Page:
• Tamron 14-150 f/3.5-5.8 17/13
  • Panasonic 100-300 f/4-5.6 17/12
  • Panasonic-Leica 10-24mm f/1.7 17/12
  • Olympus 12-100 f/4 17/11
  • Olympus 300mm f/4 17/10
  • Sigma 16mm f/1.4 16/13
  • Panasonic 7-14 f/4 16/12
  • Panasonic-Leica 200mm f/2.8 15/13
  • Panasonic 12mm f/1.4 15/12
  • Panasonic-Leica 45mm f/2.8 Macro-Elmarit 14/10
  • Olympus 60mm f/2.8 13/10

It is actually an infinite number of colors.
Can we settle on more than seven and less than infinity? By way of example, NOAO has a nice image of the sun's Fraunhofer lines as well as those of a few other stars.
 
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Stanga

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Nice find! I shall certainly look out for one. I have the Panasonic apochromatic close up lens, and use it with the Pana 45-175mm. But it was an expensive buy for me at the time.
 

archaeopteryx

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If you're referring to the DMW-LC55 it's a 1/1 (B&H). Neither achromatic or apochromatic.
 
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Stanga

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If you're referring to the DMW-LC55 it's a 1/1. Neither achromatic or apochromatic.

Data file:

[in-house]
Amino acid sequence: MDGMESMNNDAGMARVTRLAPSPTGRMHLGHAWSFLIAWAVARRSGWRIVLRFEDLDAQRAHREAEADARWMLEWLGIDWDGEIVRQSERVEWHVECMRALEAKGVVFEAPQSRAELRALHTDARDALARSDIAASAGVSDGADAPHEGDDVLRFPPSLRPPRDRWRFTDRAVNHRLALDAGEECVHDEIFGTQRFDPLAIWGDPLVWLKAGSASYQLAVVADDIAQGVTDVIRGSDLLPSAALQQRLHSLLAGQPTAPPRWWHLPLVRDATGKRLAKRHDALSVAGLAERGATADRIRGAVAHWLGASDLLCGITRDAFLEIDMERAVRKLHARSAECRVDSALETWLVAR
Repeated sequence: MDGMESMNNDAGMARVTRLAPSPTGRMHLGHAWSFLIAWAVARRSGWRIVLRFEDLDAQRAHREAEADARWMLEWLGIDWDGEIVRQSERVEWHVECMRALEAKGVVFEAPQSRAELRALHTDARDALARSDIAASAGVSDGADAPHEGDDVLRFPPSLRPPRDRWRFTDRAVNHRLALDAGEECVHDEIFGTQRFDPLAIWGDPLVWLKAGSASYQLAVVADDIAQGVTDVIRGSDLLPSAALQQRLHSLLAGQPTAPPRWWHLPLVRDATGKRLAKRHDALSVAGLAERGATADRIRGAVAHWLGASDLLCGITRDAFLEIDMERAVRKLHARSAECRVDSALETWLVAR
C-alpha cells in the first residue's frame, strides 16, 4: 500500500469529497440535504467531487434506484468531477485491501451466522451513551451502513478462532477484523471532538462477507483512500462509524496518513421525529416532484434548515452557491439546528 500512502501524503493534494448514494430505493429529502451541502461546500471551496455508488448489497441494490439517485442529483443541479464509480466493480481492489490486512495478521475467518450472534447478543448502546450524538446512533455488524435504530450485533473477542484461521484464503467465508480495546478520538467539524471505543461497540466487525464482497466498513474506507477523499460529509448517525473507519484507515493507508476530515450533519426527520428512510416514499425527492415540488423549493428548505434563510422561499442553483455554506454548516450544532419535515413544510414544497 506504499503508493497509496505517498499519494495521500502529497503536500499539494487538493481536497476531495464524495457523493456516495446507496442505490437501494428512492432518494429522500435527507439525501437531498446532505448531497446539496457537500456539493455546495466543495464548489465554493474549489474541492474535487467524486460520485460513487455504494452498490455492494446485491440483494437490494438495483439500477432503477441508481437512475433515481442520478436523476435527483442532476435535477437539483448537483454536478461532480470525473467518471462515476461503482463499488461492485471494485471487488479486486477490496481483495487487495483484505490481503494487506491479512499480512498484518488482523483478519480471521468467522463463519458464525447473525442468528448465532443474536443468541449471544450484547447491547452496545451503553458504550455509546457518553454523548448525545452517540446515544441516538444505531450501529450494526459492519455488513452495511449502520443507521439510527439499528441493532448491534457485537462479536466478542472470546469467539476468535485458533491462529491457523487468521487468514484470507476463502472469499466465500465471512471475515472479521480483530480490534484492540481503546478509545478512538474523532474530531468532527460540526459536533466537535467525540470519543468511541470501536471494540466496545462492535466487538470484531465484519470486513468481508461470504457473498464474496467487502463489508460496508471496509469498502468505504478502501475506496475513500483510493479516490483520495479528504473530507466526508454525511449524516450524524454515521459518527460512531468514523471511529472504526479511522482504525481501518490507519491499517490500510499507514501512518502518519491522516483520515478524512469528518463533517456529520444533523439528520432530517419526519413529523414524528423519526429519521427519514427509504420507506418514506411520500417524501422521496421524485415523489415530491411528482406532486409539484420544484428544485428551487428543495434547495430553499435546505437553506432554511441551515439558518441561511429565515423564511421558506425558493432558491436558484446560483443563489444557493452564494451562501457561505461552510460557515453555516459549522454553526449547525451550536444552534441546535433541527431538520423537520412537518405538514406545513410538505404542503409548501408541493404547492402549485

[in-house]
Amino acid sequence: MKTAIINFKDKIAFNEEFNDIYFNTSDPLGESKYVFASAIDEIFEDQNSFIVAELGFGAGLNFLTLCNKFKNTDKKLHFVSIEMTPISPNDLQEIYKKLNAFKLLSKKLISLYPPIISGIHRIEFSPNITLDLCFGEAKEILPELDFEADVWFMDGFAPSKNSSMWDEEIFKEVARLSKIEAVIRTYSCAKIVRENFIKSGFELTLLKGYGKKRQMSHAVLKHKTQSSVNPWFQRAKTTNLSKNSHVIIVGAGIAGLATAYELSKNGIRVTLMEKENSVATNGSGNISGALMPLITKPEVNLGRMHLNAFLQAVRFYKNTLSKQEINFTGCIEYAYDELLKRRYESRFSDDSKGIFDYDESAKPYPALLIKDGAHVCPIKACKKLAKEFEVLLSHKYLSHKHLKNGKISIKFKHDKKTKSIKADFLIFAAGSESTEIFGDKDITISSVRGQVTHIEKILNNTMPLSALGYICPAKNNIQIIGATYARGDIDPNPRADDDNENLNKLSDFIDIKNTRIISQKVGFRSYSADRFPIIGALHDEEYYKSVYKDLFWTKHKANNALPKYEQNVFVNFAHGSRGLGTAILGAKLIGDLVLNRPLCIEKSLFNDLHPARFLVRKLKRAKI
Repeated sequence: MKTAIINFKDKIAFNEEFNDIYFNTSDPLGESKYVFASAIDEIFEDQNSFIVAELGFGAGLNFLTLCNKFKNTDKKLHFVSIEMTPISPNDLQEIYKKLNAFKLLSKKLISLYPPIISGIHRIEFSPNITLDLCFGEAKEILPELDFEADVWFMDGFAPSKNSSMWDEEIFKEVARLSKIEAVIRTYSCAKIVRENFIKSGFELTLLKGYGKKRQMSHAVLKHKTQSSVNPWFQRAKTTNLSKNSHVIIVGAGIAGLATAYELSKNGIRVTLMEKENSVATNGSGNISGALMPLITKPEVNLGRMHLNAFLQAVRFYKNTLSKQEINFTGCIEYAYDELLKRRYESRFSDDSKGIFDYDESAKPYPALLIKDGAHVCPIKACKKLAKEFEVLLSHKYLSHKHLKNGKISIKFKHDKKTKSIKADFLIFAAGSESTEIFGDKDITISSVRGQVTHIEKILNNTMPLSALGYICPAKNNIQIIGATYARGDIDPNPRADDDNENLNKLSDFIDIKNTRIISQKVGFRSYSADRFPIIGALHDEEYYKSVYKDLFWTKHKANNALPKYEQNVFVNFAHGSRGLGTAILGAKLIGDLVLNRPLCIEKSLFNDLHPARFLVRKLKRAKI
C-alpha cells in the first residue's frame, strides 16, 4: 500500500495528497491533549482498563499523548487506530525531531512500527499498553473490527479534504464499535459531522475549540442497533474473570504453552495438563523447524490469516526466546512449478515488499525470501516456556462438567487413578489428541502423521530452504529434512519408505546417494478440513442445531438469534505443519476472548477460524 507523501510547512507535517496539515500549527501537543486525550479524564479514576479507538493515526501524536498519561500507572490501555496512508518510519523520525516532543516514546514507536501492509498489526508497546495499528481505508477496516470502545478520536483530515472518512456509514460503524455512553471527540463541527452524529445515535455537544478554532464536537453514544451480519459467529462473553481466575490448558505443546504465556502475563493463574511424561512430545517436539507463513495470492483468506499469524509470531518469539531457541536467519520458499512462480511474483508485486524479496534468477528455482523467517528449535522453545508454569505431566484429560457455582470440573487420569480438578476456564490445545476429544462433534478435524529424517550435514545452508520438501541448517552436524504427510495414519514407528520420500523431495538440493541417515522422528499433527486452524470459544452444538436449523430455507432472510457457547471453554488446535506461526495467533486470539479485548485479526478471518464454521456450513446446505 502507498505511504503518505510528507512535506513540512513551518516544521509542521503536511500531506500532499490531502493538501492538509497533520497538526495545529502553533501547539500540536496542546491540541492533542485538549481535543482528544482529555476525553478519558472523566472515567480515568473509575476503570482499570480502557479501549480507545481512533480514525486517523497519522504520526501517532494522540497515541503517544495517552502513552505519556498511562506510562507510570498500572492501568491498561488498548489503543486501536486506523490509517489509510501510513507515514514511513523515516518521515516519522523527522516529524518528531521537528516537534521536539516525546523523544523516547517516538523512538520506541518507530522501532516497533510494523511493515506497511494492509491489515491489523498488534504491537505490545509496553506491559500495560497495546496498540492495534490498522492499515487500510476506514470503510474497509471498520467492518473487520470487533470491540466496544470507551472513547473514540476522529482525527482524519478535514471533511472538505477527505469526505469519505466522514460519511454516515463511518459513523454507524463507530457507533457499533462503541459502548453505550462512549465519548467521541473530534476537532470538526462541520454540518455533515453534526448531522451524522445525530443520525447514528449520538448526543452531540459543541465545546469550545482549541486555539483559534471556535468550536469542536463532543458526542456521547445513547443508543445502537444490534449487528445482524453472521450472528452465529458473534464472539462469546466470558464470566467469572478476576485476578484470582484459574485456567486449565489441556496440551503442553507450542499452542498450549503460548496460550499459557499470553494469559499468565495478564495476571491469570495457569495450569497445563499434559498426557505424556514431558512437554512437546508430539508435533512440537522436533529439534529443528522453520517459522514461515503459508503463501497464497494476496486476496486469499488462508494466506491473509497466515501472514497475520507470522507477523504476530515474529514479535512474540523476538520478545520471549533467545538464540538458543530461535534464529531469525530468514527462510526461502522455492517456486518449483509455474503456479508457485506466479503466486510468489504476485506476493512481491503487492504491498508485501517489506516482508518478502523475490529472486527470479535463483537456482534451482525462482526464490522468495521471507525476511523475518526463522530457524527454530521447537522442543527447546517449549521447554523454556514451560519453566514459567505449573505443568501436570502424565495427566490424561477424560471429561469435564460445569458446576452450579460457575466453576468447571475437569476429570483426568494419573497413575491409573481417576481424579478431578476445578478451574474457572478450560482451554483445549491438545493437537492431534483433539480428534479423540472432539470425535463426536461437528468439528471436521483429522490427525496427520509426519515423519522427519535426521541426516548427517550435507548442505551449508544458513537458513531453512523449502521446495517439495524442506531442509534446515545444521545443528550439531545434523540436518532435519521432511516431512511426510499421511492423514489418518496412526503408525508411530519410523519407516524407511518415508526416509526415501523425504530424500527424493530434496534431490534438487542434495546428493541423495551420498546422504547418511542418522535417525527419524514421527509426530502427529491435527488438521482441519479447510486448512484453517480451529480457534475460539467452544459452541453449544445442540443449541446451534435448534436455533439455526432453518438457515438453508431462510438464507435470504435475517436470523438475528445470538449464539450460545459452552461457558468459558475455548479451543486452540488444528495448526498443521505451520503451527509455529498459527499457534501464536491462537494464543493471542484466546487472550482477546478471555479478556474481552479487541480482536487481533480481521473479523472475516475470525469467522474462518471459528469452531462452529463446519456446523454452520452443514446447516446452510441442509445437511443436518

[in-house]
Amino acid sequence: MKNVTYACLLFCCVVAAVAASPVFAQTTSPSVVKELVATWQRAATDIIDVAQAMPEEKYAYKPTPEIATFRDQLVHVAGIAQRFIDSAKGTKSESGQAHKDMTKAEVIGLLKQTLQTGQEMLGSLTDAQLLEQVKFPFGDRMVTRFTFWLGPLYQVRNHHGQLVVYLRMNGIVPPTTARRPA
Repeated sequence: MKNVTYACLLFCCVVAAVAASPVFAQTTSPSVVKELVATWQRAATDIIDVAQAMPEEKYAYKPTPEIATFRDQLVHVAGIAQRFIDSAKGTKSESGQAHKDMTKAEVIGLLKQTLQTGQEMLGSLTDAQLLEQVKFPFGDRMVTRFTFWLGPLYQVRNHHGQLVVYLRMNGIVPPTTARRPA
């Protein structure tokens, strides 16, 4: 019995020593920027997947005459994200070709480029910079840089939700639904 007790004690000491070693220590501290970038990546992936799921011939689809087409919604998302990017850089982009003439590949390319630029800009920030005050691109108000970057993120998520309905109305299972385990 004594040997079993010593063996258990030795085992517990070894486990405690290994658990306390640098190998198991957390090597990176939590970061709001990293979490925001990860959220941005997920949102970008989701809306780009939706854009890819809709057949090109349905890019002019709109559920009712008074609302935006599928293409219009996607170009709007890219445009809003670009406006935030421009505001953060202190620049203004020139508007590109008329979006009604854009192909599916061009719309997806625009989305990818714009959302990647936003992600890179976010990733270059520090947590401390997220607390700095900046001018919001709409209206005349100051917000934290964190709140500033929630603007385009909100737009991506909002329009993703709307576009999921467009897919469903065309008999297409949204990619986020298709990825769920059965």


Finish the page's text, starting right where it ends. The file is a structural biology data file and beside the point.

I had a quick look on the available info and it does say that it's an achromatic lens. There are two elements in the assembly. The great sage Graham Houghton has a review of it on YouTube and he too mentions that it's achromatic.
 

archaeopteryx

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Citations, please. I scrubbed the three of Graham's videos which seemed most likely relevant and it did not appear any measurements were presented or any disassembly conducted. Despite additional searching beyond what I already did for the previous post I'm unable to locate any source which claims two elements or achromaticity, including Panasonic's legacy product pages. However, based digging through eBay to find better images of the DMW-LC55 than the ones I looked at earlier I'm not entirely willing to exclude 2/1.